The Spring Training Charity Poker Classic in Scottsdale, Arizona — scheduled for Saturday — will award its winner a $10,000 seat into the 2020 WSOP Main Event while, more importantly, raising money for a good cause.
The $200 buy-in tournament ($175 if you prepay online) begins at 7 pm at the W Scottsdale hotel. Registration opens at 6:30 pm. Re-entry is available for the first hour.
Proceeds from the 10th annual charity event benefit the Diamond Dreams, a non-profit organization that honors the memory of former Minor League Baseball coach Mike Coolbaugh by promoting safety in the game of baseball and by providing support to members of the baseball community in need.
Coolbaugh was a former first base coach for the Tulsa Drillers, a Minor League affiliate of the Colorado Rockies. He died in 2007 at age 35 after being struck in the head by a line drive during a game.
“Through this event, friends and family of Coolbaugh will gather to honor his passion for life and celebrate his commitment to helping others and living each day to the fullest,” a press release promoting the charity event stated.
WSOP Main Event Seat for Cheap
Coming up with $10,000 to play in the World Series of Poker Main Event isn’t an easy task for most poker players. That’s why many of the 7,000-plus entrants each year try to win their way in via a satellite tournament or a charity event such as the upcoming Spring Training Charity Poker Classic in Scottsdale.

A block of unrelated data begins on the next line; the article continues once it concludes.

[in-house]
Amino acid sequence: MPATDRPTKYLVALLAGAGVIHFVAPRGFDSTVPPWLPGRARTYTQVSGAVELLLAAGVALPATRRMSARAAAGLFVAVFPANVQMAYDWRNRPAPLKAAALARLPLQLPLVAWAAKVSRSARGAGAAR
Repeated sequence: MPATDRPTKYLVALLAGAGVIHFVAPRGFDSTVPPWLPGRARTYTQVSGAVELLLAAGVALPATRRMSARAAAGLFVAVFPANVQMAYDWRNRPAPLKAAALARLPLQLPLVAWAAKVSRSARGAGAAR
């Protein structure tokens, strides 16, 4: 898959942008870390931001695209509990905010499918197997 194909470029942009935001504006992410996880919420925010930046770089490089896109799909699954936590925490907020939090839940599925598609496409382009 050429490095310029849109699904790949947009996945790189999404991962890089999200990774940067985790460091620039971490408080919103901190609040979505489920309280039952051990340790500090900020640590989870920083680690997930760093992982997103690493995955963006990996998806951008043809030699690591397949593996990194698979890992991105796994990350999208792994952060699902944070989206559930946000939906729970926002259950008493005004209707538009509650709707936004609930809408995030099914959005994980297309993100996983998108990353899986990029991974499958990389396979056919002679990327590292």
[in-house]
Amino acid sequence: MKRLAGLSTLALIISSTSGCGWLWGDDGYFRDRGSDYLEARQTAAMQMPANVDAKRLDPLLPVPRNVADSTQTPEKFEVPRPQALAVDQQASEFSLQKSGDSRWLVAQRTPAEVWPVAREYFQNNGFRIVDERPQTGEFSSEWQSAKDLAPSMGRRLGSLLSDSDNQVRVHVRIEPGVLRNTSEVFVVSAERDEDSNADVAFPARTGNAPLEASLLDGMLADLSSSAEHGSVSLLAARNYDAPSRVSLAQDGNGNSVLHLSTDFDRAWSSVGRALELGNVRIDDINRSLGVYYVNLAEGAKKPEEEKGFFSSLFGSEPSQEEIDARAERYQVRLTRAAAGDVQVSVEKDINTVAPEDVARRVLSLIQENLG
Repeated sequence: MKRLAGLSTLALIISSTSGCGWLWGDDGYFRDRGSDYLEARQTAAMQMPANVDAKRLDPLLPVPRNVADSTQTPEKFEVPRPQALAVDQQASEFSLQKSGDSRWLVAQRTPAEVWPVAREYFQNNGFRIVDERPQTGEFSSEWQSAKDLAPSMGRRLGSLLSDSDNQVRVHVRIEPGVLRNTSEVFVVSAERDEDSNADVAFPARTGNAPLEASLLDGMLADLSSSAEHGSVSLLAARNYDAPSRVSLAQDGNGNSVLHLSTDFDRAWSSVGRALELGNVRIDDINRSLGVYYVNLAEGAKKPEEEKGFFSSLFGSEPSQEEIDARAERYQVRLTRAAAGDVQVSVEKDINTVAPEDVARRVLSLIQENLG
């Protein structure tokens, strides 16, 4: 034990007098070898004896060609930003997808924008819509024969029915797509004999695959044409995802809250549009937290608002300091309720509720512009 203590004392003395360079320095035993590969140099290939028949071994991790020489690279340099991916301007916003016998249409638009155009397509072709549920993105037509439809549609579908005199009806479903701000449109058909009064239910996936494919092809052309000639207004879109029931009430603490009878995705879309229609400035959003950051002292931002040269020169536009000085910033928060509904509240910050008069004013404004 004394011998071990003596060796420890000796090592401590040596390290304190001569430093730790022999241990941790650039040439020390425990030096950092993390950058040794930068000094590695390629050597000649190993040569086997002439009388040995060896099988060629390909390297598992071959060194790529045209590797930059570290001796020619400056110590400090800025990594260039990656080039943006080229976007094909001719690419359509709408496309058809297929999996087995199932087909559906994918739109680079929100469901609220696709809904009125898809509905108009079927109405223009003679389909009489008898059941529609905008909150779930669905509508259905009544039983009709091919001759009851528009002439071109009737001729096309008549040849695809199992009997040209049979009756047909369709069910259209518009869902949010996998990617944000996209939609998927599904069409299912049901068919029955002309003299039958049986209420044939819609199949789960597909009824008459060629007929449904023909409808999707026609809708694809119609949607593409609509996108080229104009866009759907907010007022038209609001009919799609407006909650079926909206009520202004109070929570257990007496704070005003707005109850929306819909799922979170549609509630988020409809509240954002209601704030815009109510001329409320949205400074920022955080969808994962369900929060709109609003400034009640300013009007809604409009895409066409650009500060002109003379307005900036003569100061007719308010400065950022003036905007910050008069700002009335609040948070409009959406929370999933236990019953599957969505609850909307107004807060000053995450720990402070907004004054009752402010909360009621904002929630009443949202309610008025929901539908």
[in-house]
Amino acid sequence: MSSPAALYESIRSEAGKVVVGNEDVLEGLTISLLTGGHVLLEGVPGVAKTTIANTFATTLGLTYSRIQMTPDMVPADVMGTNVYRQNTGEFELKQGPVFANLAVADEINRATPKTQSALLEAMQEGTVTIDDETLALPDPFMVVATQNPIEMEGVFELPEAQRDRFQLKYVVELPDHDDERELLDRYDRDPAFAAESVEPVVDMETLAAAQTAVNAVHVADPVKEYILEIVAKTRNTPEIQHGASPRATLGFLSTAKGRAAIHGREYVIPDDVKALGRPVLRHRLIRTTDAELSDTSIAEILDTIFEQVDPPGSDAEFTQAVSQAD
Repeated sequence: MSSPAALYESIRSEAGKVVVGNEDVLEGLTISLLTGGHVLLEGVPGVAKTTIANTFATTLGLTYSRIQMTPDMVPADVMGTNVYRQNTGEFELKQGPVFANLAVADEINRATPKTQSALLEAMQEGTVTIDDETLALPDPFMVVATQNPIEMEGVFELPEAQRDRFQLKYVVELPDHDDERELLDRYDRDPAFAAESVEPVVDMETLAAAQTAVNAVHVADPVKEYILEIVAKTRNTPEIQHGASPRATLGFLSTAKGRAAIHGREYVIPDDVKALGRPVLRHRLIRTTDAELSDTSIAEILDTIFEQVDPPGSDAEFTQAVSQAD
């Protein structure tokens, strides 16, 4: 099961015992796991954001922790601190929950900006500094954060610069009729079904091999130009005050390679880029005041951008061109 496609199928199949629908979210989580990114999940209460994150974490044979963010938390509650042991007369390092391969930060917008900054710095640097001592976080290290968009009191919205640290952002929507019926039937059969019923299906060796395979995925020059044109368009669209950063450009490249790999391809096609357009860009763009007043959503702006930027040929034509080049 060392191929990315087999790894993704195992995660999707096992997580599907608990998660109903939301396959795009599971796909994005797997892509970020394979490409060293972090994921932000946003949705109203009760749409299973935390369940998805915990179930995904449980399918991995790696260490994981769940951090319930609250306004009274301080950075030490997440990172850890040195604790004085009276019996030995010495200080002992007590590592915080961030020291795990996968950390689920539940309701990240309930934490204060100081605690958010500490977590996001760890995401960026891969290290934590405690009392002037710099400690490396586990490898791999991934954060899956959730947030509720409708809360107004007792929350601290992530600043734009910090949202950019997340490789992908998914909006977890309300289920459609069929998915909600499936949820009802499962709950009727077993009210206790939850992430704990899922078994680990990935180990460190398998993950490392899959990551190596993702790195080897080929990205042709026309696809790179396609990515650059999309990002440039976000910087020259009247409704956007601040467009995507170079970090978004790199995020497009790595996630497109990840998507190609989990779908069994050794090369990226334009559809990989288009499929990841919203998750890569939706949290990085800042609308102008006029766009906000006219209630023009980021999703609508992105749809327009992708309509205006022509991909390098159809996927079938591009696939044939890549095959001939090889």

Saturday’s tournament will give players an opportunity to win a Main Event seat for a low cost ($175-$200). The event has a history of attracting celebrities, including baseball stars Josh Donaldson, Brad Lidge, and three-time Cy Young winner Clayton Kershaw.
If you’re in town for Major League Baseball’s Spring Training season and want a shot at a Main Event seat, we’d certainly recommend heading over to the W Scottsdale hotel for the Spring Training Charity Poker Classic.
What Are the Odds?
CardsChat spoke with the event’s public relations and social media coordinator who said that last year’s tournament had 35 entries, which is standard for this annual event. That means your odds of winning a Main Event seat at $200 is greater than most other tournaments you’ll find.
If you’ve noticed the numbers don’t add up — that $7,000 worth of buy-ins doesn’t quite cover the cost of a WSOP seat, let alone leave anything leftover to present on a big charity check. The event’s social media coordinator explained that this tournament sells sponsorships to raise additional funds.
He did not say who the sponsors were this year, nor how much had been raised in previous years.
Second and third-place finishers will also receive prizes, including dinners at high-end area restaurants, according to the PR representative.